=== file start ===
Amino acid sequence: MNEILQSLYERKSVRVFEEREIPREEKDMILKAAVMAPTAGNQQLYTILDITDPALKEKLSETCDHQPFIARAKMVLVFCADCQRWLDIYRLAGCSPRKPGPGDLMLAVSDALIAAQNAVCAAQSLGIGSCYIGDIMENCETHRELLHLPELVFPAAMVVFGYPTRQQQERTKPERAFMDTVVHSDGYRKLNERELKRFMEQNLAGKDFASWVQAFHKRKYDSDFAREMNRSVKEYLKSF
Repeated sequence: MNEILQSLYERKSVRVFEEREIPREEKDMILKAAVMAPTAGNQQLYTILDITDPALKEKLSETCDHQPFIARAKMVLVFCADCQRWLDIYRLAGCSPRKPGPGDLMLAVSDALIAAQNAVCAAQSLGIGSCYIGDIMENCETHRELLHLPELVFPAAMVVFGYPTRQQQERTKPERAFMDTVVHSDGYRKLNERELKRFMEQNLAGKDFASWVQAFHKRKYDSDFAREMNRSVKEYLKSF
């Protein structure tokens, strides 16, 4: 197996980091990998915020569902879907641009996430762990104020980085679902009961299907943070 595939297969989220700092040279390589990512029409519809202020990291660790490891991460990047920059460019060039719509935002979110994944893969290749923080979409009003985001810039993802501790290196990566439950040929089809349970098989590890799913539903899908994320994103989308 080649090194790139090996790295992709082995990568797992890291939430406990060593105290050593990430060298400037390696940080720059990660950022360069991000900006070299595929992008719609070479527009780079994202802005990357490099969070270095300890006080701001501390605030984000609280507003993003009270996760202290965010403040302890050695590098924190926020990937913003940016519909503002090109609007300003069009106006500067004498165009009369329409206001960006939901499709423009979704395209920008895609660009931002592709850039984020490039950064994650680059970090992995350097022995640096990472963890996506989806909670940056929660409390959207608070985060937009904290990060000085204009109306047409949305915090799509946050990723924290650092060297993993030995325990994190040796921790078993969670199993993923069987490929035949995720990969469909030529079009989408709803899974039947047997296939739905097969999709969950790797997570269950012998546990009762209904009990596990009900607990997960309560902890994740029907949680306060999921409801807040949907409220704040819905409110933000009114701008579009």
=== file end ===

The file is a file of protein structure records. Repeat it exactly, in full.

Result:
Amino acid sequence: MNEILQSLYERKSVRVFEEREIPREEKDMILKAAVMAPTAGNQQLYTILDITDPALKEKLSETCDHQPFIARAKMVLVFCADCQRWLDIYRLAGCSPRKPGPGDLMLAVSDALIAAQNAVCAAQSLGIGSCYIGDIMENCETHRELLHLPELVFPAAMVVFGYPTRQQQERTKPERAFMDTVVHSDGYRKLNERELKRFMEQNLAGKDFASWVQAFHKRKYDSDFAREMNRSVKEYLKSF
Repeated sequence: MNEILQSLYERKSVRVFEEREIPREEKDMILKAAVMAPTAGNQQLYTILDITDPALKEKLSETCDHQPFIARAKMVLVFCADCQRWLDIYRLAGCSPRKPGPGDLMLAVSDALIAAQNAVCAAQSLGIGSCYIGDIMENCETHRELLHLPELVFPAAMVVFGYPTRQQQERTKPERAFMDTVVHSDGYRKLNERELKRFMEQNLAGKDFASWVQAFHKRKYDSDFAREMNRSVKEYLKSF
């Protein structure tokens, strides 16, 4: 197996980091990998915020569902879907641009996430762990104020980085679902009961299907943070 595939297969989220700092040279390589990512029409519809202020990291660790490891991460990047920059460019060039719509935002979110994944893969290749923080979409009003985001810039993802501790290196990566439950040929089809349970098989590890799913539903899908994320994103989308 080649090194790139090996790295992709082995990568797992890291939430406990060593105290050593990430060298400037390696940080720059990660950022360069991000900006070299595929992008719609070479527009780079994202802005990357490099969070270095300890006080701001501390605030984000609280507003993003009270996760202290965010403040302890050695590098924190926020990937913003940016519909503002090109609007300003069009106006500067004498165009009369329409206001960006939901499709423009979704395209920008895609660009931002592709850039984020490039950064994650680059970090992995350097022995640096990472963890996506989806909670940056929660409390959207608070985060937009904290990060000085204009109306047409949305915090799509946050990723924290650092060297993993030995325990994190040796921790078993969670199993993923069987490929035949995720990969469909030529079009989408709803899974039947047997296939739905097969999709969950790797997570269950012998546990009762209904009990596990009900607990997960309560902890994740029907949680306060999921409801807040949907409220704040819905409110933000009114701008579009």